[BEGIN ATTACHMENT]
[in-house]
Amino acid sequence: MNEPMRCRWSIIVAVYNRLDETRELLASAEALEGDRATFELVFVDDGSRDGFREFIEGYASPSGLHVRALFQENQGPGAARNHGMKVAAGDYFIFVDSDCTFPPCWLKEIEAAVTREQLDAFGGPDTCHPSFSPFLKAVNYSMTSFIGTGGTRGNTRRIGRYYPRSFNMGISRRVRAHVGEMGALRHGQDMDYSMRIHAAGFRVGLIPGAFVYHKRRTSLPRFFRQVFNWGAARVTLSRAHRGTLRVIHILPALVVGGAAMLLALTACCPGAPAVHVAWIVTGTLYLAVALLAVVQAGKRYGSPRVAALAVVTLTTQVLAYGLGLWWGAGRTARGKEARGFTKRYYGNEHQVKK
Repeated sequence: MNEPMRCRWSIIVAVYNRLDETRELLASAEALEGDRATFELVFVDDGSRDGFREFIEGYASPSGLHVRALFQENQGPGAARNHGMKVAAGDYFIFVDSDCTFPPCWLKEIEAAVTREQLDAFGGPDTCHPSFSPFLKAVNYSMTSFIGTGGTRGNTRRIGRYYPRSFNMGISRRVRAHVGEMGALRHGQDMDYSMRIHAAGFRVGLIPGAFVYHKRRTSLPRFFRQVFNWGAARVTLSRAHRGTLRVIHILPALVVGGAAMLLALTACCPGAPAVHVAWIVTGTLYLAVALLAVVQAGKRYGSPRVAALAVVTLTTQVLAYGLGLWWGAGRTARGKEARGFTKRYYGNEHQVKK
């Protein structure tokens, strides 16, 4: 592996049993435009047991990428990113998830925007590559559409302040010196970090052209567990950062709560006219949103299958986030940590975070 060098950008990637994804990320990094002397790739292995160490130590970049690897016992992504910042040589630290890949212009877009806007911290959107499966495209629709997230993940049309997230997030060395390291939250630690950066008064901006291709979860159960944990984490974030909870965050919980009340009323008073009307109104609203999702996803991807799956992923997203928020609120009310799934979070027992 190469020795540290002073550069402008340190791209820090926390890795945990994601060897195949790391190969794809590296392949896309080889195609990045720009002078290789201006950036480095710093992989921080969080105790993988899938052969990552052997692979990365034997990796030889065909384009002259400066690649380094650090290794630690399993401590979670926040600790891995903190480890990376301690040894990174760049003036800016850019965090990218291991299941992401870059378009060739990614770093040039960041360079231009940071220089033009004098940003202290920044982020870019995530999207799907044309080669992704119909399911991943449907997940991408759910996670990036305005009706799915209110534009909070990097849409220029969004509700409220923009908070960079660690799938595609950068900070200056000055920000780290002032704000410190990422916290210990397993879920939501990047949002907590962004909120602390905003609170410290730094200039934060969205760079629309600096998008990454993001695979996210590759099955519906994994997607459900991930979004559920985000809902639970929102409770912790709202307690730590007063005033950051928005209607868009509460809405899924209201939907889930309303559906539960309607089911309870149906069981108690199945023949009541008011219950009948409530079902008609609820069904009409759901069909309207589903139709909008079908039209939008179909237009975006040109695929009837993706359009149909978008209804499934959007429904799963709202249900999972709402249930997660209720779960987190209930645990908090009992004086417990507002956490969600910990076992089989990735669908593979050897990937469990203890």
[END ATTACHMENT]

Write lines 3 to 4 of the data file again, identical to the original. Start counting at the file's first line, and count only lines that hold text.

Repeated sequence: MNEPMRCRWSIIVAVYNRLDETRELLASAEALEGDRATFELVFVDDGSRDGFREFIEGYASPSGLHVRALFQENQGPGAARNHGMKVAAGDYFIFVDSDCTFPPCWLKEIEAAVTREQLDAFGGPDTCHPSFSPFLKAVNYSMTSFIGTGGTRGNTRRIGRYYPRSFNMGISRRVRAHVGEMGALRHGQDMDYSMRIHAAGFRVGLIPGAFVYHKRRTSLPRFFRQVFNWGAARVTLSRAHRGTLRVIHILPALVVGGAAMLLALTACCPGAPAVHVAWIVTGTLYLAVALLAVVQAGKRYGSPRVAALAVVTLTTQVLAYGLGLWWGAGRTARGKEARGFTKRYYGNEHQVKK
């Protein structure tokens, strides 16, 4: 592996049993435009047991990428990113998830925007590559559409302040010196970090052209567990950062709560006219949103299958986030940590975070 060098950008990637994804990320990094002397790739292995160490130590970049690897016992992504910042040589630290890949212009877009806007911290959107499966495209629709997230993940049309997230997030060395390291939250630690950066008064901006291709979860159960944990984490974030909870965050919980009340009323008073009307109104609203999702996803991807799956992923997203928020609120009310799934979070027992 190469020795540290002073550069402008340190791209820090926390890795945990994601060897195949790391190969794809590296392949896309080889195609990045720009002078290789201006950036480095710093992989921080969080105790993988899938052969990552052997692979990365034997990796030889065909384009002259400066690649380094650090290794630690399993401590979670926040600790891995903190480890990376301690040894990174760049003036800016850019965090990218291991299941992401870059378009060739990614770093040039960041360079231009940071220089033009004098940003202290920044982020870019995530999207799907044309080669992704119909399911991943449907997940991408759910996670990036305005009706799915209110534009909070990097849409220029969004509700409220923009908070960079660690799938595609950068900070200056000055920000780290002032704000410190990422916290210990397993879920939501990047949002907590962004909120602390905003609170410290730094200039934060969205760079629309600096998008990454993001695979996210590759099955519906994994997607459900991930979004559920985000809902639970929102409770912790709202307690730590007063005033950051928005209607868009509460809405899924209201939907889930309303559906539960309607089911309870149906069981108690199945023949009541008011219950009948409530079902008609609820069904009409759901069909309207589903139709909008079908039209939008179909237009975006040109695929009837993706359009149909978008209804499934959007429904799963709202249900999972709402249930997660209720779960987190209930645990908090009992004086417990507002956490969600910990076992089989990735669908593979050897990937469990203890």